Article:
Child abuse is an age-old controversy; one that still continues to plague society. As an early childhood educator, I’ve spent a lot of time reflecting on child abuse and I’ve talked about in my sessions as well.One aspect that always makes me uneasy is that we, as parents, teachers or guides, are well aware of the consequences of child abuse, but do we understand the
cause that leads to the abuse?
To truly tackle the issue, I find that it is important for us to first accept our shortcomings. What is lacking in the upbringing we provide to children that prevents us from understanding and tackling child abuse? We teach children the perils of playing with fire to safeguard themfrom getting burned.
Accordingly, we need to consider how we can safeguard them from abuse.
We need to start talking about it. We hesitate to talk to our children about sexuality because it makes us uncomfortable. This unintentionally leads to children being unable to face these predators due to a lack of awareness. And when these situations occur, we panic.
Sex education can be a difficult topic to approach, but it is a must. Somehow, sex education has become synonymous with ‘reproduction science’. Parents often associate sex education with addressing the classic question, “Where do babies come from?”. However, the answers to “How did papa put the baby in your tummy?”, “Why do people kiss?”, “What are sanitary pads?” and so on, aren’t enough to qualify as sex education.
We need to take a look at sex education from a different perspective. When children are born, we talk to them, trying to help them understand with simple yet relevant vocabulary. Words like ‘mummy’, ‘papa’, ‘milk’, ‘water’, are the common ones. When it comes to their bodies, we use vocabulary like ‘hand’, ‘finger’, ‘mouth’, ‘ear’, but we sheepishly avoid words like ‘vagina’, ‘penis’, ‘anus’ and ‘breast’, replacing them with lingo like ‘that’, ‘pee-pee’, ‘toto’ and so on. We subconsciously teach our children to be embarrassed by such words, and when they grow up, they propagate the same embarrassment and forced obliviousness that prevents them from
learning what they need to learn.
We need to move ahead of this immature tomfoolery. Even if society cringes in worry of children using these terms in public, we can take the necessary steps to help children understand why they need to restrict their usage of such terms in public. We can inform children that such words can seem inappropriate under certain circumstances and that they should only use them when they need to explain or know something of informational value.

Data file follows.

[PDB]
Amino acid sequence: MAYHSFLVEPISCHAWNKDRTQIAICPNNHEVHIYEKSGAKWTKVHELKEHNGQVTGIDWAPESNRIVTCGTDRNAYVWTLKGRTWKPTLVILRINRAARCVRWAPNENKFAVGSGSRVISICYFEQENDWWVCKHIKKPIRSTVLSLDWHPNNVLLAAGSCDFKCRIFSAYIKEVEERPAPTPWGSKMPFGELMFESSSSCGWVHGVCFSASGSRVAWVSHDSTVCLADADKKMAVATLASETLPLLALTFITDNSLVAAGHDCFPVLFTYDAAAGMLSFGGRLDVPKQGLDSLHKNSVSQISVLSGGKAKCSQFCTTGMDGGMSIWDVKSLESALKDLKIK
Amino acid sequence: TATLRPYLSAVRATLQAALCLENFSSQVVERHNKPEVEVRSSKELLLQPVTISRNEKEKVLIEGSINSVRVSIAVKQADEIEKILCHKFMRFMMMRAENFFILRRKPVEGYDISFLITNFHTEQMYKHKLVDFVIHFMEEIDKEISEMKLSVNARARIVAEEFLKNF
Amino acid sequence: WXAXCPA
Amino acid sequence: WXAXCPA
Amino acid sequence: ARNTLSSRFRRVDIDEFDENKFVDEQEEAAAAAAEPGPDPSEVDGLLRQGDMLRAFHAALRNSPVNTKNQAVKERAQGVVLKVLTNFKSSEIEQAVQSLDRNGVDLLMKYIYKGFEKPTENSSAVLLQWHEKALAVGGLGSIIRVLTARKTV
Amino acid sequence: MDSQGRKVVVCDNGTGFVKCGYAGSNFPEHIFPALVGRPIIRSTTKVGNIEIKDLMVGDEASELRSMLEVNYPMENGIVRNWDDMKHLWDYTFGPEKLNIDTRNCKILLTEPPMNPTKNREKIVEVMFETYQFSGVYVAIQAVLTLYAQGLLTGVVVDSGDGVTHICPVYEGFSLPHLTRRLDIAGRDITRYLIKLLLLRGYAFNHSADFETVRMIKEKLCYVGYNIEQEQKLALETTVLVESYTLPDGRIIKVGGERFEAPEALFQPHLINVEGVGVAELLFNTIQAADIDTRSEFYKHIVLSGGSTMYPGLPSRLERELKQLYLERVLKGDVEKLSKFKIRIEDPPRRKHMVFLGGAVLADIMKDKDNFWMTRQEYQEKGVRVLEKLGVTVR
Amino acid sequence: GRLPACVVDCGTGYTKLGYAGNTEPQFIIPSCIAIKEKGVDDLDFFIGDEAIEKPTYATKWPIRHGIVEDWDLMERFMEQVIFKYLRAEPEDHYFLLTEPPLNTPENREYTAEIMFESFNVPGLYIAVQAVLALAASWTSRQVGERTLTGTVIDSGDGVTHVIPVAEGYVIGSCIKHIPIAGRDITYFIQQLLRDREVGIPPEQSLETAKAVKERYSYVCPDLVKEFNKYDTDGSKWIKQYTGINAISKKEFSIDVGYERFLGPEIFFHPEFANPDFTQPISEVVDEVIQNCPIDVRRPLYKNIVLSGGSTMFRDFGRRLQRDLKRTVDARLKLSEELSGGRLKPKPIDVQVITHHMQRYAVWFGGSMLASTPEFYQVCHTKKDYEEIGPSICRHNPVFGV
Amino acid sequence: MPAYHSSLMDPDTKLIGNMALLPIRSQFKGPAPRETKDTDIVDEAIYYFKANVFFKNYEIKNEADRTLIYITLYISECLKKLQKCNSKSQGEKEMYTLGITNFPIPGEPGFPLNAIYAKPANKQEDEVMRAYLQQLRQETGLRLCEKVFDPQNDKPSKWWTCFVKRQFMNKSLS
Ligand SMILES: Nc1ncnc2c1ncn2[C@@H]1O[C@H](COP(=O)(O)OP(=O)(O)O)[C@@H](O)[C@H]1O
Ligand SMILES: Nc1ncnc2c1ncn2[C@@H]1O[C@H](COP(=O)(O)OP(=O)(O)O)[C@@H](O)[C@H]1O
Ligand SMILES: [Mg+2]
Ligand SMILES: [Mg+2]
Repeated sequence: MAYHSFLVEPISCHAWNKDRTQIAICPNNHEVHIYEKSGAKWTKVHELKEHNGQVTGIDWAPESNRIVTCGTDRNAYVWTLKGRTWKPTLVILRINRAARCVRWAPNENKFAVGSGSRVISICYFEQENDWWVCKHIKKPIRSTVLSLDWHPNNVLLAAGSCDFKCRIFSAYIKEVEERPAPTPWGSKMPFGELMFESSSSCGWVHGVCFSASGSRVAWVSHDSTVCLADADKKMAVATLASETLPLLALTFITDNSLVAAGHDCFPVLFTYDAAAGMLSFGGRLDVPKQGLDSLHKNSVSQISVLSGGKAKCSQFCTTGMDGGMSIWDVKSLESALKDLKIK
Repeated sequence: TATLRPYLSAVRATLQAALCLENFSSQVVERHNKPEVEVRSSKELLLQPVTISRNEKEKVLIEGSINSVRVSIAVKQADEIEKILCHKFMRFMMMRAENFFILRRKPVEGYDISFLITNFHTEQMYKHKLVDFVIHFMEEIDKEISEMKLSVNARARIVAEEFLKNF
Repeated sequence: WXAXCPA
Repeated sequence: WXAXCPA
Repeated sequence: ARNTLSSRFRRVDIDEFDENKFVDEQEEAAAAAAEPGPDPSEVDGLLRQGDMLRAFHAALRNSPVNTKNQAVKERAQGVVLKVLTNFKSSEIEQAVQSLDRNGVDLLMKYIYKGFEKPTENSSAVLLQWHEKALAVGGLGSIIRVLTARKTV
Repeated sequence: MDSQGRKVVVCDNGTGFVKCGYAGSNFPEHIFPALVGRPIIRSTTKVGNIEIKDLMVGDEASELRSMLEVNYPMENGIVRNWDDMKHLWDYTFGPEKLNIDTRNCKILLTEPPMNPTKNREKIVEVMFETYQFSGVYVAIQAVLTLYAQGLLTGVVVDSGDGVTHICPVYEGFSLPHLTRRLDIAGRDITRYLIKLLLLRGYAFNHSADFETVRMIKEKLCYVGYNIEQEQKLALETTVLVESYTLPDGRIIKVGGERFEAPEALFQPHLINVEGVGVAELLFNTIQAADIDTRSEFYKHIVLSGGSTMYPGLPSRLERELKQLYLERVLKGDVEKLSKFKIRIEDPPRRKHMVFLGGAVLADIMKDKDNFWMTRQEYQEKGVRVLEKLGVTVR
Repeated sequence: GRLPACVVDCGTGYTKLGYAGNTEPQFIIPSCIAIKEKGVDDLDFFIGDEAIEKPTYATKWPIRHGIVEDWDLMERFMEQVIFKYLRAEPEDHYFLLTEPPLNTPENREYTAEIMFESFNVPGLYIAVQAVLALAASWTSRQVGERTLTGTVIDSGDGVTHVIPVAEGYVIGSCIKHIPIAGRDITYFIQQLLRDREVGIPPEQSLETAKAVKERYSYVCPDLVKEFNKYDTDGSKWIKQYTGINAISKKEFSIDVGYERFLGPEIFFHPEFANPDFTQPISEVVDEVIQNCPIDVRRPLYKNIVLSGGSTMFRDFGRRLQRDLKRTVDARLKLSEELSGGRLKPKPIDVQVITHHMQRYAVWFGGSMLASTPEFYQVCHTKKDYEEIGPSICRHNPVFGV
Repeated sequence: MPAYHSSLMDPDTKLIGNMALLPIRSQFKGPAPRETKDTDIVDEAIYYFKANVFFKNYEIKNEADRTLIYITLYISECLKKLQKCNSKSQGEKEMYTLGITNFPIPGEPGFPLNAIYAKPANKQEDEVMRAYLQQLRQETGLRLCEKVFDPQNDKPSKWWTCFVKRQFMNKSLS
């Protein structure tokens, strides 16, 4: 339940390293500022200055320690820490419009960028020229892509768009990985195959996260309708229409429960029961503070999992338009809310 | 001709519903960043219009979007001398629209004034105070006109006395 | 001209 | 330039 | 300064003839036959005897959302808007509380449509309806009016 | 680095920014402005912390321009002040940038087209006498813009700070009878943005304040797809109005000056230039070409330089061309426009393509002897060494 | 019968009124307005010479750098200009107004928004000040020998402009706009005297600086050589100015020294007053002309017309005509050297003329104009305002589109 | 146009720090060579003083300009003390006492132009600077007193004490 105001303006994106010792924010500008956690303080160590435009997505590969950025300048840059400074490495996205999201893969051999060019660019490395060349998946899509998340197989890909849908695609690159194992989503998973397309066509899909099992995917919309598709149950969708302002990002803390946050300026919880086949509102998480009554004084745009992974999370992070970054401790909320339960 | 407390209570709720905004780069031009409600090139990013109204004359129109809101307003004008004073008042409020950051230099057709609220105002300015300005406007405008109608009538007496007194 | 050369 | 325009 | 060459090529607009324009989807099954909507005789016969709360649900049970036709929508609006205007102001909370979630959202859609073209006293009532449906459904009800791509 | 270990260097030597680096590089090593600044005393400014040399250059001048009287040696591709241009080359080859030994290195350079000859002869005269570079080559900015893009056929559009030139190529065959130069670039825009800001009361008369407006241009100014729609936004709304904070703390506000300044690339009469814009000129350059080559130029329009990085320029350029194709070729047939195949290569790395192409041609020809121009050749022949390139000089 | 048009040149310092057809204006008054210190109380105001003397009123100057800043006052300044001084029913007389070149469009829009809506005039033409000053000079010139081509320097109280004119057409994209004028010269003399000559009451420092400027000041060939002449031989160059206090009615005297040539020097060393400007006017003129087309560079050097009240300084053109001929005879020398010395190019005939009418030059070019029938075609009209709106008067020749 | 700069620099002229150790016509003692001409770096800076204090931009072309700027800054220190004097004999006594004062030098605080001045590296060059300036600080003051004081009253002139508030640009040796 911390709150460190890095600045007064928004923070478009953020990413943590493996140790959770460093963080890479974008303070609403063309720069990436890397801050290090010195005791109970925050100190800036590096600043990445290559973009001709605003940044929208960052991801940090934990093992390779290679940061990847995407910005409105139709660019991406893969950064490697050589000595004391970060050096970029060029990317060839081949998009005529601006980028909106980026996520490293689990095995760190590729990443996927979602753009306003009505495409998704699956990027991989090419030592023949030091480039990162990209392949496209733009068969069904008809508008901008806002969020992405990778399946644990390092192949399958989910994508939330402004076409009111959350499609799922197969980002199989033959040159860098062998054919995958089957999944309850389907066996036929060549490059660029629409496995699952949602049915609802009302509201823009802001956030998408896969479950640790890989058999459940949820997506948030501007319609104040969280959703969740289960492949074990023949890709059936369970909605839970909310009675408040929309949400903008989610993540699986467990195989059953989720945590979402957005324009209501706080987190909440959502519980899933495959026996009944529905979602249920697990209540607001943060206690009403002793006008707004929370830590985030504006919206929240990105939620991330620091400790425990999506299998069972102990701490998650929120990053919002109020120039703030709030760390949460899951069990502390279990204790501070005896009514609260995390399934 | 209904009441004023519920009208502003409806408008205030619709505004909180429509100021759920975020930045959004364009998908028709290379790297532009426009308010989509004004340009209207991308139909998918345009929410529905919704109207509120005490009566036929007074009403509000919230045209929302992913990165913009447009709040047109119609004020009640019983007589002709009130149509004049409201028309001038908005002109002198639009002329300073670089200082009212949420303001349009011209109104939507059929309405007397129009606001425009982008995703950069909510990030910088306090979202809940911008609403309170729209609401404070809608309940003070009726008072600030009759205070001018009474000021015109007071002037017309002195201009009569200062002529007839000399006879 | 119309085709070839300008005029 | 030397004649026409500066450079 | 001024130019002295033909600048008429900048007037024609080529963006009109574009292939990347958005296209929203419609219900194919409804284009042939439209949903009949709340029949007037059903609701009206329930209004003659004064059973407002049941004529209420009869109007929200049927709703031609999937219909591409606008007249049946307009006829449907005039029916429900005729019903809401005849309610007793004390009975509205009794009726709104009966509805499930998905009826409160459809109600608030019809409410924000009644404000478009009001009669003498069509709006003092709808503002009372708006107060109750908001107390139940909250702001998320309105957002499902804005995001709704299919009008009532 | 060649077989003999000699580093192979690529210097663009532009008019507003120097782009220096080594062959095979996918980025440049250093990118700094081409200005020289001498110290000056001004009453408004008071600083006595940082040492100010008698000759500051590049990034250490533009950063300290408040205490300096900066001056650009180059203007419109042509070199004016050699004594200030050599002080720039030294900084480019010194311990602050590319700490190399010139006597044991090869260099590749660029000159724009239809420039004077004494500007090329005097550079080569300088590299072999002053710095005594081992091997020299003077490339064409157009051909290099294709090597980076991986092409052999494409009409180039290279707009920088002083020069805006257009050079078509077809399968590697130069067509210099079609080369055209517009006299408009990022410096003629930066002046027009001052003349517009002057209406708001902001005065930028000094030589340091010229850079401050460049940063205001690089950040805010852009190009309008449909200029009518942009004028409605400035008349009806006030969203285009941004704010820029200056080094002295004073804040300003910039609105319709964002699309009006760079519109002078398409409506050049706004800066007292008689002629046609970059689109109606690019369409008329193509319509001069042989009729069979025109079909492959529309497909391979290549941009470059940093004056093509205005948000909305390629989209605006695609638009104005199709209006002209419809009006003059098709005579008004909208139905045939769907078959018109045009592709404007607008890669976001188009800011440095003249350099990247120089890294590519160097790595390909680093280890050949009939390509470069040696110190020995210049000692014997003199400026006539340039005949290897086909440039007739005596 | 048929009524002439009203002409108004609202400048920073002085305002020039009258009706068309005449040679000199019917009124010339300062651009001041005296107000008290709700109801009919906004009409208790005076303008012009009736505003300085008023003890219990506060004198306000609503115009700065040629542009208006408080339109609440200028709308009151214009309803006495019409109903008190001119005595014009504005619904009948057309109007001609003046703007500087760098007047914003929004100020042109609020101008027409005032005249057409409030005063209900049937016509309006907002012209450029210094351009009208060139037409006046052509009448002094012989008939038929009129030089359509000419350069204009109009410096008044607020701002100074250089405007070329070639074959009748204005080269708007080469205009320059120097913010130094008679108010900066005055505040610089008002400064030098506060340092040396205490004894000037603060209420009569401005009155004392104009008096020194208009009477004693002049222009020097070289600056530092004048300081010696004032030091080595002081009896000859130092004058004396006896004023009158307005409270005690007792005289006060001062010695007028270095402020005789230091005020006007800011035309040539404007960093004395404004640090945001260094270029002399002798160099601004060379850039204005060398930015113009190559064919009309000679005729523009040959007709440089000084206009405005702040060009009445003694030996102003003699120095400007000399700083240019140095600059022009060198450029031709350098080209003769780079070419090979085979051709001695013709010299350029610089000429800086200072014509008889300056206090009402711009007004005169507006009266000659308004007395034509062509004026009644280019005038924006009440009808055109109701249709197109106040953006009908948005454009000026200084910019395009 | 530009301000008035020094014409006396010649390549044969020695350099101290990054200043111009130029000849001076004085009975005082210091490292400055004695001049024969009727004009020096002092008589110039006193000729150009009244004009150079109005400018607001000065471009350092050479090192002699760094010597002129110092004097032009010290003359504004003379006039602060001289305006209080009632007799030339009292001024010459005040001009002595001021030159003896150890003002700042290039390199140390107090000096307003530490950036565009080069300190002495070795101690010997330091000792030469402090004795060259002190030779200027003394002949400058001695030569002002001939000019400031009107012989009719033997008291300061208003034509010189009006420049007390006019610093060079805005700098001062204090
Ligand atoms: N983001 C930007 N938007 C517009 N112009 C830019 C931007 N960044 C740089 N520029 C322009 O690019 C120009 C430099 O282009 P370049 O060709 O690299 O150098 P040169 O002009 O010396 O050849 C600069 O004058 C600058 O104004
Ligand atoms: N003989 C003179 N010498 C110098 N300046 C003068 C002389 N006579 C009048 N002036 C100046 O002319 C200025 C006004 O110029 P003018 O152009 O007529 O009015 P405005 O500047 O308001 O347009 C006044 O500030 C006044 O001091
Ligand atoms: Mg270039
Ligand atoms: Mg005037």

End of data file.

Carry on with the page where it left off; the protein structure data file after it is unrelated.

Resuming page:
Once children learn the appropriate vocabulary, we can talk about the functions of the various body parts. We can explain that while certain parts expel waste, their functions are not dirty, but rather critical to the body’s daily functioning. Additionally, we need to inform them that even though the body parts are not dirty, the waste that comes out, urine or faeces, should not be played with as it is unhygienic. We should strive to match this level of preciseness when explaining the body to our children.
It’s about breaking through our own limitations. Once we cross the barrier of our own apprehensions, we will be ready to share more insights on sex education, beyond the physical act.
We can then create an awareness in children that promotes meaningful learning about themselves and their feelings. This can help them understand what puberty means as well as the physical and associated hormonal changes that will take place as they grow up.
When we have these conversations with children, it is important to remember the following:
We should share our views from an objective standpoint.
We should listen patiently to the child’s views and concerns.
We should refrain from defining what is wrong and right, and instead, listen to what the child thinks.
We should share our experiences, limitations, family views in a positive manner and try to avoid the use of threats, bribes and impositions during the conversation.
At the end of the day, we should create an open channel of communication with children. My advice is to enjoy the topic, look for opportunities to bring about a greater exposure, try to create a space for discussion and help create a better understanding. We can use current events, movies and our
own experiences to create a standpoint to learn from.
Now that the topic of ‘sex’ is beyond the ‘physical act’, relish the openness of it. Open communication can be of great use in families and it can aid discussions on sexual abuse and how to prevent it.